Fundamentally, the devil questioned the authority of the Word of God, and the devil’s servants have been questioning it ever since. Questioning the authority of God’s Word is tantamount to questioning God Himself, and questioning whether God’s sacred Word contains errors is in fact questioning God’s ability to do all things perfectly. If we question God’s Word, we have set ourselves up as a higher tribunal than God and have declared ourselves judges of God and His Word. Nevertheless, as Bible-believing Christians, we must not simply refrain from questioning the truth of God’s Word, and we must not merely believe that God’s Word is true, but we must actually believe God’s Word and submit to it in all of life as we live coram Deo, before His face.
© Tabletalk magazine 
Permissions: You are permitted and encouraged to reproduce and distribute this material in any format provided that you do not alter the wording in any way, you do not charge a fee beyond the cost of reproduction, and you do not make more than 500 physical copies. For web posting, a link to this document on our website is preferred (where applicable). If no such link exists, simply link to www.ligonier.org/tabletalk. Any exceptions to the above must be formally approved by Tabletalk.
Please include the following statement on any distributed copy: From Ligonier Ministries and R.C. Sproul. © Tabletalk magazine. Website: www.ligonier.org/tabletalk. Email: tabletalk@ligonier.org. Toll free: 1-800-435-4343.
 
FROM Tabletalk Magazine
DATE March 1st, 2015
TOPICS Church Leadership,Scripture
Burk Parsons
Burk Parsons is editor ofTabletalk magazine and serves as copastor of Saint Andrew’s Chapel in Sanford, Fla. He is author of Why Do We Have Creeds?. You can follow him on Twitter@BurkParsons.
More from Burk Parsons
A Mind Captivated by God
We’re One, but We’re Not the Same
A Man Created in God’s Image
Daily Confession, Enduring Reform
United in Truth
ALL RESOURCES BY BURK PARSONS
Speaking the Truth in Love
by Phil Johnson
Sometimes the best way to love your neighbor is to challenge a false belief that is holding him in confusion, discouragement, or some worse state of spiritual bondage. The idea that it’s unloving to defend truth or confront lies is one of the arrogant opinions of this postmodern age that needs to be torn down (2 Cor. 10:5). Authentic love “rejoices with the truth” (1 Cor. 13:6).
Love and truth are perfectly symbiotic. Love without truth has no character. Truth without love has no power. Nowhere in Scripture is the essential connection between these two cardinal virtues more clearly highlighted than in 2 John. Love and truth are the key words in that brief thirteen-verse epistle.
John is the perfect Apostle to write on this theme. Jesus had nicknamed John and his brother James “Boanerges, that is, Sons of Thunder” (Mark 3:17)—doubtless because of their fiery zeal for the truth. At first, their passion was not always tempered with love, and we see a glimpse of that in Luke 9:54, when they wanted to call down fire from heaven upon a village of Samaritans who had rebu’ed Christ.
In later years, however, John distinguished himself as the Apostle of Love, specially highlighting the theme of love in his gospel and in all three of his epistles.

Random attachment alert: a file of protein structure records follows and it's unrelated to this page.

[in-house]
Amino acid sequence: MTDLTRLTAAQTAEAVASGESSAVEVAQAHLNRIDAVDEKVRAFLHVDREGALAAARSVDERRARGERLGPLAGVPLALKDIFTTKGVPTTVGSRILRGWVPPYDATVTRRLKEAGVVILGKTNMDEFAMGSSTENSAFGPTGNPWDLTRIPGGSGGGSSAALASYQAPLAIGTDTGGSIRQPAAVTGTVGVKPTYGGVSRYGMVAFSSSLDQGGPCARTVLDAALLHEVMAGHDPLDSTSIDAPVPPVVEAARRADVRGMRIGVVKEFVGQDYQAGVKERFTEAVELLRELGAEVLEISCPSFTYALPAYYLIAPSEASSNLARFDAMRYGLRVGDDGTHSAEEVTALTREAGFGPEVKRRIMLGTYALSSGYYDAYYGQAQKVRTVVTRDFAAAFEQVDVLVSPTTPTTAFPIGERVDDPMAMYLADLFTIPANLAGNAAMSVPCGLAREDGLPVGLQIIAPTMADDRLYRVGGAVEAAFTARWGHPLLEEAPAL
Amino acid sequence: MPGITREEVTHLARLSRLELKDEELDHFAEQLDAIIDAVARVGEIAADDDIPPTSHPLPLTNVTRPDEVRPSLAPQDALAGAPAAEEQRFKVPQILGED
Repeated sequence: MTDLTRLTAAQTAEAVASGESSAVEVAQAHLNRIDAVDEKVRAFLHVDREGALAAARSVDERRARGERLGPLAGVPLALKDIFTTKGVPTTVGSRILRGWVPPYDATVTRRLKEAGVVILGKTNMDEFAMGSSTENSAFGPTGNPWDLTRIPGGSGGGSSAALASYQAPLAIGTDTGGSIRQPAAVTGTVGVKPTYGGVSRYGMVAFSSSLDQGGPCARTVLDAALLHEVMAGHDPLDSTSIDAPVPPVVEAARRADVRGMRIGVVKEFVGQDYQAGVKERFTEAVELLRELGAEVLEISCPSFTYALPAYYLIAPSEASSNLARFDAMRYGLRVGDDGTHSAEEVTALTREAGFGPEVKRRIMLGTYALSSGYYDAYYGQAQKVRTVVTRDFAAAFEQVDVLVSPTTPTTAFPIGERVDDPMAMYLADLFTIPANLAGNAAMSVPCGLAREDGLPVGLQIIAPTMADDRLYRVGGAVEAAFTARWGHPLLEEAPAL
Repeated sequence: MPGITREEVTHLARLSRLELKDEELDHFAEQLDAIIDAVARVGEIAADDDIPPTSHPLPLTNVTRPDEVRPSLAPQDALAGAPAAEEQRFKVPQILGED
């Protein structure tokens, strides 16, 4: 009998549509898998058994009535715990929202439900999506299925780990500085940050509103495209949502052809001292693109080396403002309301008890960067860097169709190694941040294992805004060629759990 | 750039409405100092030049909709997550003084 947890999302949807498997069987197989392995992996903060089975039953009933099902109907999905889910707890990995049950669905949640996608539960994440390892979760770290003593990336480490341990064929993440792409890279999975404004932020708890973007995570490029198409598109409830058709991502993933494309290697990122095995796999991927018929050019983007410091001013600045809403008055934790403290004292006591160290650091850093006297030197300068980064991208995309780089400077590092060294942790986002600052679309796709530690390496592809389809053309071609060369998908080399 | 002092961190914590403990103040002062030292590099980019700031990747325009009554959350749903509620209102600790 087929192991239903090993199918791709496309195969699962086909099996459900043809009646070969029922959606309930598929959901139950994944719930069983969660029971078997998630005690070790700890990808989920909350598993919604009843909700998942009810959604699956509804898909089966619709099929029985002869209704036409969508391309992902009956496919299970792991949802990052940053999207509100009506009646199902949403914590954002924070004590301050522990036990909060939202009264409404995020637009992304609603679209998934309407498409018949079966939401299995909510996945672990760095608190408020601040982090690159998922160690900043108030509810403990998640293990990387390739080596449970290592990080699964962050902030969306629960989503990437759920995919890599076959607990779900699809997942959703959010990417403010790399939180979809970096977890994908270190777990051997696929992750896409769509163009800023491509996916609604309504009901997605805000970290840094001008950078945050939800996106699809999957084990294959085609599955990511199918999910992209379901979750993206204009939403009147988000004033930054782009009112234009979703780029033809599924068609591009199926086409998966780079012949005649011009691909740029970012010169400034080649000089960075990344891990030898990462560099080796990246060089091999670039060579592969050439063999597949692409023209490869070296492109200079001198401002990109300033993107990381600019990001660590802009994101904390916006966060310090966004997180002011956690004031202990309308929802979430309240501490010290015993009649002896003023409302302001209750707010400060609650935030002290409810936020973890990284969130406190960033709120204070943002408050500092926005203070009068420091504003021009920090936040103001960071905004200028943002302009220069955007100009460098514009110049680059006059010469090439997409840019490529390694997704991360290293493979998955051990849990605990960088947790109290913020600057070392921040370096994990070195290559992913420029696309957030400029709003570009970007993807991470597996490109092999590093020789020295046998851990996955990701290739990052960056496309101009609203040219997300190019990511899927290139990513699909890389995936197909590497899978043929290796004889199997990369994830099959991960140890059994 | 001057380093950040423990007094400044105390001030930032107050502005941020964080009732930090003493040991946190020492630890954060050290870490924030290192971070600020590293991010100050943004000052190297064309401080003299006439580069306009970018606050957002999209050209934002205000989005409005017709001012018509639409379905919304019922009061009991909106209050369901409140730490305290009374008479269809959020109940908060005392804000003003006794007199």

And yet, as we see in all of his epistles, he never lost his zeal for the truth. He did, however, learn to keep it wedded to a proper, Christlike love. His second epistle is addressed to “the elect lady and her children”—most likely an esteemed Christian matriarch who had the means and the desire to make her home and hospitality available to itinerant missionaries, church planters, and teachers in the early church. Extending such hospitality was a tangible way she could fulfill the Lord’s new commandment (John 13:34).
She was probably familiar with John’s first epistle, where he warned “that antichrist is coming, so now many antichrists have come. Therefore we know that it is the last hour” (1 John 2:18; see v. 22; 4:3). Such men were “false prophets”—teachers who claimed to be believers but whose teaching undermined true faith. And many of them had already gone out all over the known world (4:1).
For someone whose ministry entailed showing kindness to strangers, those were unsettling words. Could she no longer show hospitality indiscriminately? What was the loving response to someone who claimed to be a brother in Christ but taught the doctrine of antichrist?
She had evidently written John personally to ask. The epistle is his reply. Verses 1–5 describe the symbiotic nature of love and truth, and John arms the primacy of love: “All who [genuinely] know the truth” do love (v. 1 is an echo of 1 John 3:14 and its cross-references). Love itself is at the heart of all truth because love is what the truth demands. Love is the perfect fulfillment of all our Lord’s commandments (Rom. 13:10; Gal. 5:14). So, in no way does John want this woman or any other reader of the epistle to think that what he is about to say denigrates the importance of love.
Then the epistle takes a dramatic turn. John reiterates the necessity of being on guard against deceivers and antichrists, for there are many (v. 7). He explains how to distinguish such people from authentic believers (v. 9).
All of this repeats in shorthand form things he had already said in 1 John. Verses 10–11 are the only completely new content in this epistle. This is therefore the main point John wants to address in this letter. It is John’s inspired answer to the question that seems to have prompted him to write in the first place: